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Braves' new-look rotation leads majors in ERA after losing Medlen, Beachy in spring training

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ATLANTA - As they entered the season, the Atlanta Braves were hoping to just hang on through the first month while they waited for Mike Minor and Gavin Floyd to join a depleted rotation.

Instead, manager Fredi Gonzalez faces a different problem for the Braves, who were off on Monday: How does he make room for another arm in a rotation enjoying the majors' best opening month in 100 years?

There's no weak link as the starters' 1.57 ERA easily leads the majors.

The rotation was a big question after Tim Hudson and Paul Maholm departed as free agents. The issue reached crisis stage when Kris Medlen and Brandon Beachy needed season-ending Tommy John surgeries in spring training.

Veterans Ervin Santana and Aaron Harang have joined Julio Teheran and Alex Wood as the staff's new leaders on the first-place Braves.

Minor, who was a projected top starter, is expected to come off the disabled list this week.

Rookie David Hale could lose his spot, but it's no easy decision for Gonzalez. Hale is 1-0 with a 2.31 ERA in four starts and is coming off an outstanding win. Hale allowed only two hits over eight innings in a 4-1 win over the Reds on Saturday night, facing the minimum 21 batters over his last seven innings.

A tough call?

"Sure," Gonzalez said. "We're pitching well, we're playing well. You don't want to disrupt that."

The staff has posted numbers through 24 games unmatched by any modern staff — including the Braves' rotation of the 1990s with 2014 Hall of Fame inductees Greg Maddux and Tom Glavine, plus John Smoltz.

According to STATS, the 1.57 ERA through 24 games matches baseball's best start since the 1914 White Sox opened with a 1.36 mark. The 1915 Phillies starters also had a 1.57 ERA through 24 games.

This year, St. Louis is second in the majors with its 2.24 ERA.

At 17-7, the NL East-leading Braves open a series at Miami on Tuesday night. Wood will face Marlins ace Jose Fernandez in a rematch of a memorable duel on April 22 when the two combined for 25 strikeouts and no walks in Miami's 1-0 win.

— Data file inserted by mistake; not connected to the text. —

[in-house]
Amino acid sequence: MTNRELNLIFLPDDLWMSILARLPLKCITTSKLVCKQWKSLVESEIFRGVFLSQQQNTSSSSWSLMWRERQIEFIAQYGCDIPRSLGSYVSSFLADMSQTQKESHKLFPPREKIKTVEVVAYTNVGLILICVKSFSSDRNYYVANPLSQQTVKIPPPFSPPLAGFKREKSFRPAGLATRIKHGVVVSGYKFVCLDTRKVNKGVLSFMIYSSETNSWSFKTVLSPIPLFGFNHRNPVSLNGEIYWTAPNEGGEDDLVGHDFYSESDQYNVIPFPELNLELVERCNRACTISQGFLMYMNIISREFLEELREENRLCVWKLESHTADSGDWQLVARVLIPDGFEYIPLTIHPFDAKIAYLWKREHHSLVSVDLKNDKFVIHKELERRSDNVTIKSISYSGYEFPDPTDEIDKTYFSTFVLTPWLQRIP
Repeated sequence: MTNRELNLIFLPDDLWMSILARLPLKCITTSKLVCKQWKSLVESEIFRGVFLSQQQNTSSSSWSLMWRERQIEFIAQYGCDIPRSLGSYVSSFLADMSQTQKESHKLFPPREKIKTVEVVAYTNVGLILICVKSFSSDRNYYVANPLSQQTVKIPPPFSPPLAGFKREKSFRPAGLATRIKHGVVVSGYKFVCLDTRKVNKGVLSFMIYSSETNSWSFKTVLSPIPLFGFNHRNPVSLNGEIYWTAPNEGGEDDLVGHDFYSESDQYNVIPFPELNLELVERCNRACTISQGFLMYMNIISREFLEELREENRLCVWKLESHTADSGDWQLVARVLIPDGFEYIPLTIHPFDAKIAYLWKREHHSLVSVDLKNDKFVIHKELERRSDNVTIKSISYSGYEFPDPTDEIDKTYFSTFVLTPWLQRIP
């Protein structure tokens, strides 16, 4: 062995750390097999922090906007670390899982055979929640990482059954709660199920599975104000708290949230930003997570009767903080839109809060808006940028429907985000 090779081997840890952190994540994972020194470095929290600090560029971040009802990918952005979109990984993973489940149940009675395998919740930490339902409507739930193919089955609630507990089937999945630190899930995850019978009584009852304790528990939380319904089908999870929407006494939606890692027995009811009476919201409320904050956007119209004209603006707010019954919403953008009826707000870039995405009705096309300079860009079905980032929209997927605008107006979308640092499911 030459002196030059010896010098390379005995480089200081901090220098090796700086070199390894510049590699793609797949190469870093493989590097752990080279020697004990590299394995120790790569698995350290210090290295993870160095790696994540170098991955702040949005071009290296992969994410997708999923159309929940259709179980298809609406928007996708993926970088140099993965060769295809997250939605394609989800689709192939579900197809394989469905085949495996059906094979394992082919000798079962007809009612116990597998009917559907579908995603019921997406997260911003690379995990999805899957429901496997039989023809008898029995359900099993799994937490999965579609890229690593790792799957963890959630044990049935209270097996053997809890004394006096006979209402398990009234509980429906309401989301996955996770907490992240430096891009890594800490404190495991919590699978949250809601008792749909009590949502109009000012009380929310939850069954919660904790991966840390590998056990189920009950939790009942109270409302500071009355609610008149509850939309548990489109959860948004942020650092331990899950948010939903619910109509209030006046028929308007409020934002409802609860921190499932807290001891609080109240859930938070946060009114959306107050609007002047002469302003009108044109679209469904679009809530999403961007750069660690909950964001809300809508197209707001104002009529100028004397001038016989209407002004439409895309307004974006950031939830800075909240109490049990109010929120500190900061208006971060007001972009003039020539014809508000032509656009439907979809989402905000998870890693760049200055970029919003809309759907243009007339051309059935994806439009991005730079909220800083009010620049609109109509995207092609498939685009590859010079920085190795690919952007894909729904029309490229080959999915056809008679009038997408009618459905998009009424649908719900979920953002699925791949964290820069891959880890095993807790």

Low-scoring games are the rule for the Braves this month. Atlanta completed a three-game sweep of the Reds on Sunday with a 1-0 win in 10 innings, with Teheran matching Johnny Cueto's eight scoreless innings.

The Braves already have played five 1-0 games — including two hard-luck losses by Wood.

"I'd rather have it this way than the other, when you're scoring 14 runs and giving up 13 every night," Gonzalez said. "Our bats will pick up, sooner or later.

"It's fun. Every once in a while, you look at the scoreboard and somebody is beating somebody 8-2 in the ninth and you go, 'I wish I'd get one of those every once in a while," he said.

Before this year, the best opening month for a Braves rotation in the modern era was a 2.37 ERA in 1997, according to STATS.

Harang, who leads the majors with his 0.85 ERA, is the biggest surprise. The 35-year-old journeyman was released by Cleveland in spring training and signed with the Braves.

Teheran, seventh at 1.47, said matching scoreless innings with Cueto helps him believe he deserves to be ranked with baseball's best starters.

"Now I feel like one of those guys," said Teheran, who was 14-8 with a 3.20 ERA in his 2013 breakout season.

Teheran is only 23.

"I know how good he can be," Braves shortstop Andrelton Simmons said. "He's proving to people that he deserves to be the ace for the team."

Wood also is 23. Minor and Hale are 26.

Minor was 13-9 with a 3.21 ERA last year. He had urinary tract surgery on Dec. 31, which pushed back his spring schedule. He then developed the shoulder soreness and was shut down in spring training.

Entering this season, Minor had the fourth-best ERA (2.90) since the 2012 All-Star break, so the Braves have to make room for the left-hander.

Hale could be sent to the minors or to the bullpen. An even tougher decision could come soon when Floyd, recovering from Tommy John surgery early in the 2013 season with the White Sox, also is ready.

Gonzalez just shook his head as he avoided the question.

"One at a time, please," he said.

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